Petrol reaches highest price in four years

Published 05 September 2018

Petrol and diesel prices are now 13p-per-litre more expensive than there were 12 months ago, according to the latest RAC Fuel Watch data.

August saw yet another rise in the price of fuel, meaning that the cost of filling up has gone up for eight of the past 12 months.

The cost of filling a 55-litre family car, like a Ford Focus, with unleaded is £71.82 – an increase of 91p on July and £7.32 dearer than this time in last year. For diesel, the equivalent cost is £73.29 for a tank today – 73p more than last month and £8.19 more expensive than at the end of August 2017.

"We could even see pump prices heading towards the record highs of April 2012 when petrol hit an average of 142p a litre and diesel 148p."

During September 2017, petrol was 117.51 and diesel was 118.37p-per-litre. But the combination of a weaker pound and an oil price of over $70 a barrel has sent prices shooting up.

The average price of petrol in the UK is now at its highest since July 2014. Diesel is at its most expensive since the beginning of October the same year. However, at the time, oil was $106 a barrel and the pound was worth $1.70.

At the end of August oil sat at $77.54, while sterling was only worth $1.29 - which means both petrol and diesel are far more expensive for retailers to buy on the wholesale market. So despite the lower oil price, the substantially weakened pound has caused fuel prices to skyrocket.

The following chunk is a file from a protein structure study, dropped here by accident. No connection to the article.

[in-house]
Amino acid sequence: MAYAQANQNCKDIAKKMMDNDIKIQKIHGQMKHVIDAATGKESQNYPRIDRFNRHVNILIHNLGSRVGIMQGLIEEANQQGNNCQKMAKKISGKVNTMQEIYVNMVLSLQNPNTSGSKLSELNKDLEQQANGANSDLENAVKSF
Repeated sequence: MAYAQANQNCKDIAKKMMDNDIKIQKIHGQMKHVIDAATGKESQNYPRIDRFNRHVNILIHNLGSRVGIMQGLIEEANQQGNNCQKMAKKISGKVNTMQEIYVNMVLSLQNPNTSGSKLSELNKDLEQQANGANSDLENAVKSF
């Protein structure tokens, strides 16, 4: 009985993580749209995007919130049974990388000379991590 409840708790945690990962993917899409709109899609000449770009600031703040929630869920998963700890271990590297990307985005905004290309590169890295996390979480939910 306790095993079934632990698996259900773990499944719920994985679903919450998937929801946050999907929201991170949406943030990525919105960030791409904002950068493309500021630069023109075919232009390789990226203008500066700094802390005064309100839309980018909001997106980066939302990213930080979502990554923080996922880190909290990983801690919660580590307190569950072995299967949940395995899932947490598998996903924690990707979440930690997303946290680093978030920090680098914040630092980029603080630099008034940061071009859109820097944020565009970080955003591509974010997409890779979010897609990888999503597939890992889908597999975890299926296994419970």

>>> UK on course for record-breaking number of parking charges

There have been no significant reductions in the average cost of supermarket fuel since 24 June, meaning by the end of August prices had crept up by around 4p-per-litre for both petrol and diesel.

The North East and Scotland suffered the largest price increase for unleaded in August, seeing 1.81p-per-litre rise. In the South East unleaded was the most expensive across the UK at 131.46p.

>>> Drivers will lose licence if they fail roadside eye test

“With many factors at play on the global oil market the price of a barrel could easily break through the $80 mark and stay there. If this were to happen it would be dire news for drivers and we could even see pump prices heading towards the record highs of April 2012 when petrol hit an average of 142p a litre and diesel 148p,” said RAC fuel spokesperson, Simon Williams.

It's more important than ever to know which cars actually reach their claimed fuel economy, and what you might end up paying in running costs. That's why we made Real MPG - which now has over 160,000 submissions of drivers' actual fuel economy figures.


Add a comment


Value my car